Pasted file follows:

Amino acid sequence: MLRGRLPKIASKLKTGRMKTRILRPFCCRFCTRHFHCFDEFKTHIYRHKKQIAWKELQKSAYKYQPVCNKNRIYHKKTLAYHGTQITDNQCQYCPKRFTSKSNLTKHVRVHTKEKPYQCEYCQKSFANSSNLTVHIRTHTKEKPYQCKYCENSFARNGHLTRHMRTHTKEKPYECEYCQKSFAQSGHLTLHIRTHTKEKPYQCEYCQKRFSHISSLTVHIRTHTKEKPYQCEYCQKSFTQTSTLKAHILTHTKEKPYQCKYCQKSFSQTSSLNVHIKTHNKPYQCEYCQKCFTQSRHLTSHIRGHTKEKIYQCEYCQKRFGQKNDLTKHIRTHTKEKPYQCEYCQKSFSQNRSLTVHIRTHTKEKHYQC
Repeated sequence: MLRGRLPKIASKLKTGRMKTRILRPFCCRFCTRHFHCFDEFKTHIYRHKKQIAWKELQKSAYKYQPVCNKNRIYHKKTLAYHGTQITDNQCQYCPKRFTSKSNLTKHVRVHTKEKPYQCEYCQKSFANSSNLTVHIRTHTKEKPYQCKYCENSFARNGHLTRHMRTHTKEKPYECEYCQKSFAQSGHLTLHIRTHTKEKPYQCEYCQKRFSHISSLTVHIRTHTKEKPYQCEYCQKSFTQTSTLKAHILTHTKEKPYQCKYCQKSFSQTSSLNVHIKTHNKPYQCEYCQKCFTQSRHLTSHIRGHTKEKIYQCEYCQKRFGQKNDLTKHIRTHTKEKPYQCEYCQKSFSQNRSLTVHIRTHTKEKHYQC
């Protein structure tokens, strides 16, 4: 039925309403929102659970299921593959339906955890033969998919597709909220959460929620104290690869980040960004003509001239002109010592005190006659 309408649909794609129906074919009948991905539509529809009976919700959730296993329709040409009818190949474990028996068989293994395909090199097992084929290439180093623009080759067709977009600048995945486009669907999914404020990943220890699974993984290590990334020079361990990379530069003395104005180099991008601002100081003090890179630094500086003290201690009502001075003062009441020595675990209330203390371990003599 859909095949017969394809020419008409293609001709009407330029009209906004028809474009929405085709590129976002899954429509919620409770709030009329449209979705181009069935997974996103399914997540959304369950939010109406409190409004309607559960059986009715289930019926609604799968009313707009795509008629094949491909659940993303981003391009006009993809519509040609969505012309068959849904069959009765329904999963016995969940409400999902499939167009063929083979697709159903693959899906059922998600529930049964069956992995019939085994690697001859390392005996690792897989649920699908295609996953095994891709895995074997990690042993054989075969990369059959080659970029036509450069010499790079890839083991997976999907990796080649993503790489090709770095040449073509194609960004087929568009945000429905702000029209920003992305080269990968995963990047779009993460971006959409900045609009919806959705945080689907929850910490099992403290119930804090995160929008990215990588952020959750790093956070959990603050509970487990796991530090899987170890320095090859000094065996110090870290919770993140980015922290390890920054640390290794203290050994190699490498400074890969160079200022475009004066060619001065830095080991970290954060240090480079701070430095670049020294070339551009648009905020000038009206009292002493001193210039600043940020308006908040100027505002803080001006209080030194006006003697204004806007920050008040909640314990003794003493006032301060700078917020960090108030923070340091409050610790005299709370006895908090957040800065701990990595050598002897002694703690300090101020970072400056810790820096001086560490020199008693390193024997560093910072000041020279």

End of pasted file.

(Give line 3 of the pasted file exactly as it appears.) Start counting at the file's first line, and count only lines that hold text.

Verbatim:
């Protein structure tokens, strides 16, 4: 039925309403929102659970299921593959339906955890033969998919597709909220959460929620104290690869980040960004003509001239002109010592005190006659 309408649909794609129906074919009948991905539509529809009976919700959730296993329709040409009818190949474990028996068989293994395909090199097992084929290439180093623009080759067709977009600048995945486009669907999914404020990943220890699974993984290590990334020079361990990379530069003395104005180099991008601002100081003090890179630094500086003290201690009502001075003062009441020595675990209330203390371990003599 859909095949017969394809020419008409293609001709009407330029009209906004028809474009929405085709590129976002899954429509919620409770709030009329449209979705181009069935997974996103399914997540959304369950939010109406409190409004309607559960059986009715289930019926609604799968009313707009795509008629094949491909659940993303981003391009006009993809519509040609969505012309068959849904069959009765329904999963016995969940409400999902499939167009063929083979697709159903693959899906059922998600529930049964069956992995019939085994690697001859390392005996690792897989649920699908295609996953095994891709895995074997990690042993054989075969990369059959080659970029036509450069010499790079890839083991997976999907990796080649993503790489090709770095040449073509194609960004087929568009945000429905702000029209920003992305080269990968995963990047779009993460971006959409900045609009919806959705945080689907929850910490099992403290119930804090995160929008990215990588952020959750790093956070959990603050509970487990796991530090899987170890320095090859000094065996110090870290919770993140980015922290390890920054640390290794203290050994190699490498400074890969160079200022475009004066060619001065830095080991970290954060240090480079701070430095670049020294070339551009648009905020000038009206009292002493001193210039600043940020308006908040100027505002803080001006209080030194006006003697204004806007920050008040909640314990003794003493006032301060700078917020960090108030923070340091409050610790005299709370006895908090957040800065701990990595050598002897002694703690300090101020970072400056810790820096001086560490020199008693390193024997560093910072000041020279």